Results 1 to 6 of 6

Math Help - counting: sum of 1..1000015, how many numbers are there?

  1. #1
    Newbie
    Joined
    Nov 2009
    Posts
    20

    [solved] counting: sum of 1..1000015, how many numbers are there?

    i have an advanced counting problem:

    given the intergers 1..1000015, how many intergers are there, whose sum of digits equals 15?

    i solved this problem brute force in ocaml, but this wasn't really the task ^^ (solution is 13992)

    i think that i have to use the formula for the problem which can be illustrated by asking: " how many possibilites are there to give n coins to m children?"
    formula:
    {m+n-1 \choose n-1}

    i have no clue how to apply the formula to my current problem.
    Last edited by dayscott; December 13th 2009 at 10:36 AM.
    Follow Math Help Forum on Facebook and Google+

  2. #2
    Senior Member
    Joined
    Nov 2009
    Posts
    277
    Thanks
    2
    I can see 2 ways to count the # of solutions. In both of these, I count from 0 to 999,999 and manually count the number of ways from 1,000,000 to 1,000,015.

    First, list the number of ways to write 15 = 9+6 =8+7, = 5+5+5, etc. Then find the number of ways to put these digits into the 6 slots that form the numbers from 0-999,999. for instance, there are 6 choose 2 ways to put a 9 and a 6 into a list of 6 slots. The other slots are 0. This way seems a bit tedious.

    The 2nd way is to consider the number 15 as 15 coins, and the division between digits as lines that you insert between coins. There should be 5 lines, making 20 items total. Then the number of ways to insert 5 lines into 20 slots is 20 choose 5. The resulting number is the number of coins between lines. For instance, line, coin, coin, line, line, coin is the number 0201. The bad point about this method is that you might have 15 coins between 2 lines, indicating a digit with value 15. There is of course no such digit base 10.
    Follow Math Help Forum on Facebook and Google+

  3. #3
    Super Member
    Joined
    Mar 2008
    Posts
    934
    Thanks
    33
    Awards
    1
    Quote Originally Posted by dayscott View Post
    i have an advanced counting problem:

    given the intergers 1..1000015, how many intergers are there, whose sum of digits equals 15?

    i solved this problem brute force in ocaml, but this wasn't really the task ^^ (solution is 13992)

    i think that i have to use the formula for the problem which can be illustrated by asking: " how many possibilites are there to give n coins to m children?"
    formula:
    {m+n-1 \choose n-1}

    i have no clue how to apply the formula to my current problem.
    Here is an approach via generating functions.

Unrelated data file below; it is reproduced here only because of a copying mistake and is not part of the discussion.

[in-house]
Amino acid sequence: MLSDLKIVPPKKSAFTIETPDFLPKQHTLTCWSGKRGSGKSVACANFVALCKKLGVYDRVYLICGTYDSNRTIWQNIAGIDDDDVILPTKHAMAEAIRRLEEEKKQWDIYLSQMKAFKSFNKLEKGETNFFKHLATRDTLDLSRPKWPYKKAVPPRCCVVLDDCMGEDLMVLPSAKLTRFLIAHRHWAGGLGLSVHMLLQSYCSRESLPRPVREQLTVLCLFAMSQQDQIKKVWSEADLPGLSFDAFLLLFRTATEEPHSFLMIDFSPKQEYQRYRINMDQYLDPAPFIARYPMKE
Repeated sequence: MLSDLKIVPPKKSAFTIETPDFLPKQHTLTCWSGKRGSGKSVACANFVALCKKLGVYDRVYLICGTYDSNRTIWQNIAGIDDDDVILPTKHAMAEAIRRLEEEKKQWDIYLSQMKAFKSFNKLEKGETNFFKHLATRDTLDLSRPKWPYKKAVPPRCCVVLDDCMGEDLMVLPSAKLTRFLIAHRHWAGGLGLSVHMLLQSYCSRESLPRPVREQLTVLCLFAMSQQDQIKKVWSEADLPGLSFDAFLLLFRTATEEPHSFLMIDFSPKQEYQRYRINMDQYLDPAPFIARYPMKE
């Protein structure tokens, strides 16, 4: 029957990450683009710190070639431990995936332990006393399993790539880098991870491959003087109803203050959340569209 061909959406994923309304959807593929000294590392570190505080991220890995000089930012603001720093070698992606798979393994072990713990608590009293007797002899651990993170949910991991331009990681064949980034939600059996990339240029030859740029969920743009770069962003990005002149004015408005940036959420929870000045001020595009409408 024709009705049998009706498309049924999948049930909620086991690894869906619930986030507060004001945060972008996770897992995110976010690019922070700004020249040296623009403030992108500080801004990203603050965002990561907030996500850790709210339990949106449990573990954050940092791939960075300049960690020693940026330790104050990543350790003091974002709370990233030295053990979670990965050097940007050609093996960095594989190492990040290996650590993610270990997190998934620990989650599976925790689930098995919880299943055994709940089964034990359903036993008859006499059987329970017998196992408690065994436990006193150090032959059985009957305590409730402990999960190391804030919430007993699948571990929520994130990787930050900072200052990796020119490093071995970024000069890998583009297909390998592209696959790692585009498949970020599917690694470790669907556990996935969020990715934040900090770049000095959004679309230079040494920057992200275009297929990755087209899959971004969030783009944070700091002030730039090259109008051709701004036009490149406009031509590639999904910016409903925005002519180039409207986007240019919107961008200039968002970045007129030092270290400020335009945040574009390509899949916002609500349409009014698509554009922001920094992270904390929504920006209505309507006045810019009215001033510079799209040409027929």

By inspection, there are no solutions in the range 1,000,000 to 1,000,015.
    So consider the equation

    x_1 + x_2 + x_3 + \dots + x_6 = r

    where 0 \leq x_i \leq 9 for all i, with x_i an integer.

    We want the number of solutions when r = 15. But let's see if we can solve the more general problem. So let the number of solutions be a_r, and define f(x) = \sum_{r=0}^{\infty} a_r x^r. It's easy to see that
    f(x) = (1 + x + x^2 + \dots + x^9)^6 = [(1-x^{10}) (1-x)^{-1}]^6 = (1-x^{10})^6 \cdot (1-x)^{-6}.
    (If you have trouble seeing this, think about what happens when you expand (1 + x + x^2 + \dots + x^9)^6).

    Applying the binomial theorem,
    f(x) = \sum_i (-1)^i \binom{6}{i} x^{10i} \cdot \sum_j \binom{6+j-1}{j} x^j.
    Extracting the coefficient of x^{15}, we find that

    a_{15} = \binom{20}{15} - \binom{6}{1} \binom{10}{5} = 13,992
    Follow Math Help Forum on Facebook and Google+

  4. #4
    MHF Contributor

    Joined
    Aug 2006
    Posts
    18,390
    Thanks
    1476
    Awards
    1
    Quote Originally Posted by awkward View Post
    By inspection, there are no solutions in the range 1,000,000 to 1,000,015.
    ok
    Last edited by Plato; December 13th 2009 at 02:57 AM.
    Follow Math Help Forum on Facebook and Google+

  5. #5
    Super Member
    Joined
    Aug 2009
    From
    Israel
    Posts
    976
    .
    Last edited by Defunkt; December 13th 2009 at 02:39 PM.
    Follow Math Help Forum on Facebook and Google+

  6. #6
    Newbie
    Joined
    Nov 2009
    Posts
    20
    excercise has been solved:

    you just count {20 \choose 15} = 15504 than you subtract {9 \choose 5}+ {8 \choose 4}+{7 \choose 3}+{6 \choose 2}+{5 \choose 1} + {4 \choose 0}

    explanation of {9 \choose 5} which is {5-1+5 \choose 5} is: you have got 5 which you have to distribute to 5 digits.

    thx for help!
    Follow Math Help Forum on Facebook and Google+

Similar Math Help Forum Discussions

  1. counting numbers...
    Posted in the Pre-Calculus Forum
    Replies: 5
    Last Post: November 14th 2011, 04:58 PM
  2. Counting Numbers
    Posted in the Statistics Forum
    Replies: 3
    Last Post: September 6th 2011, 05:51 PM
  3. Set of all counting numbers
    Posted in the Discrete Math Forum
    Replies: 2
    Last Post: March 16th 2009, 05:43 PM
  4. Integers and counting numbers
    Posted in the Discrete Math Forum
    Replies: 0
    Last Post: March 15th 2009, 08:52 PM
  5. counting numbers
    Posted in the Algebra Forum
    Replies: 4
    Last Post: September 16th 2006, 02:11 PM

Search Tags


/mathhelpforum @mathhelpforum